The present invention relates to a method and apparatus for manufacturing an elastomeric nonwoven laminate comprising a plurality of elastomeric strands and nonwoven material. More particularly, the present invention relates to a method and apparatus for automating the manufacturing of an elastomeric nonwoven laminate comprising a plurality of elastomeric strands and nonwoven material.

BACKGROUND OF THE INVENTION

Disposable fluid-handling articles are often produced on high-speed converting lines using continuous webs of fabrics, films, foams, elastomerics, etc. Many of these articles preferably include an elastomeric region or component. Typically, the elastomeric component is covered on at least one side, and preferably two sides, by a nonwoven. This combination of nonwoven and an elastomeric is referred to hereinafter as an elastomeric nonwoven laminate.

Elastomeric nonwoven laminates typically include an elastomeric bonded to a nonwoven. The elastomeric may include elastic film or elastomeric strands; however, elastomeric strands are generally preferred over elastic films since strands require less material and provide flexibility in arrangement and stretch properties. In one such laminate, a plurality of elastomeric strands is joined to a nonwoven while the plurality of strands is in a stretched condition so that when the elastomeric strands relax, the nonwoven gathers between the locations where it is bonded to the elastomeric strands forming corrugations. The resulting laminate is stretchable to the extent that the corrugations allow the elastomeric to elongate.

Elastomeric nonwoven laminates with elastomeric strands may be produced by extruding a plurality of heated filaments onto a conveyor or roller where the filaments are cooled and transferred to a nonwoven. Alternatively, the plurality of strands may be unwound from a supply roll and joined to a nonwoven. In either case, arranging the strands uniformly on the nonwoven can be difficult. The elastomeric strands are typically transferred to the nonwoven and bonded by passing the combination through a nip formed between two rolls.

When using extruded strand elastomerics, there are many situations which increase the startup time for the process, increase the amount of wasted material, or cause downtime for the process. For instance, in a typical elastomeric extrusion process, a nozzle opening that emits the molten elastomeric is larger than the actual size of the elastomeric strand. The molten strand is typically drawn such that the diameter of the elastomeric strand which ends up in the laminate structure is smaller than the size of the initial elastomeric strand emitted. During startup and the initial extrusion however, the elastomeric strands will tend to slide on the conveyor or roller. Because there is little normal force active upon the strands, the strands will tend to slide upon the conveyor or roller. Until a sufficient length of elastomeric strand has been emitted, the strand will typically continue to slide upon the conveyor or roller thereby increasing the startup time for the process.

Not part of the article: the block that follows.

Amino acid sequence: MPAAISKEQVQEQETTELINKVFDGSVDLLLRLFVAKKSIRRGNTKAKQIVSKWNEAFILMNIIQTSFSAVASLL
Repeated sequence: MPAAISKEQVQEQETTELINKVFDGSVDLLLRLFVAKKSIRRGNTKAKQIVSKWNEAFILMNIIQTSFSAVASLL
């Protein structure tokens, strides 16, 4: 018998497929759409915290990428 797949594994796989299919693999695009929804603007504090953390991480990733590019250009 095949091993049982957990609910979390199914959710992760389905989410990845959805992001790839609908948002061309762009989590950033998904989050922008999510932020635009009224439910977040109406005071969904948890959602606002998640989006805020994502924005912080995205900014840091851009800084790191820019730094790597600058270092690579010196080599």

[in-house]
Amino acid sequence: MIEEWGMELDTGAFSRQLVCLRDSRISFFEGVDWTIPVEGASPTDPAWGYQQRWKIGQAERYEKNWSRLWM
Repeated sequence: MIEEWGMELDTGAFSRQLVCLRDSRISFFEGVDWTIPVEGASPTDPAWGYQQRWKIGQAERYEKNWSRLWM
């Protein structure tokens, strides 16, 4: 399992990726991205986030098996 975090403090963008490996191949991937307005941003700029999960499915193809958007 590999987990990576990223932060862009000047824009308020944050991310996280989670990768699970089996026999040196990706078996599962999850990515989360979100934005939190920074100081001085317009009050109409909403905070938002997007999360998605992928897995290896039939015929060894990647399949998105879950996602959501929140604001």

Other problems include the transfer of the elastomeric strands to the nonwoven. Because the elastomeric strands are typically unsupported, the vibrations and speed of operation cause the strands to fall out of alignment, overlap, entangle, and bundle with neighboring strands. The unsupported strands can also break or stick to the conveyor and not transfer to the nonwoven at all which results in downtime for the process.

In addition to the transfer of the elastomeric strands, broken strands can also cause significant problems particularly if the strands are tensioned. If a strand breaks under tension, the strand will tend to snap back a significant distance towards its origination such that the alignment of the strands is disturbed thereby causing much of the resulting laminate corresponding to the snap back area to be wasted.

Consequently, it would be beneficial to provide a method and apparatus for producing an elastomeric nonwoven laminate that is capable of placing the plurality of continuous elastomeric strands in a controlled distribution on the mating nonwoven. In addition, it would be beneficial to provide an apparatus capable of reducing the amount of startup time for the threading of the elastomeric strands, capable of reducing the misalignment that strands under tension cause when they break, and capable of automatically capturing and threading elastomeric strands that fail to transfer to the nonwoven.

SUMMARY OF THE INVENTION

The present invention provides an apparatus and method for producing an elastomeric nonwoven laminate including a plurality of elastomeric strands bonded to a nonwoven web in a controlled distribution. The apparatus includes an extruder for extruding a plurality of elastomeric strands on a cooled surface of a drum, which conveys the plurality of strands to a transferring device. A first nonwoven having a first bonding surface is supplied from a first nonwoven source to the transferring device. The transferring device is positioned close to the cooled surface of the drum to receive the plurality of elastomeric strands while allowing for a minimal span of unsupported strands during the transfer. The first nonwoven passes through the transferring device at second velocity V2 such that the first bonding surface receives the elastomeric strands conveyed from the cooled surface of the drum at first velocity V1. The elastomeric strands are pre-strained prior to being attached to the first bonding surface because V2 is greater than V1.

In one embodiment, the apparatus includes a startup device disposed adjacent to the drum. The calendaring device is adaptable for engaging or disengaging die cooled surface of the drum such that when the calendaring device engages the cooled surface of the drum, the plurality of elastomeric strands travel along the cooled surface of the drum at the surface speed V1 of the drum.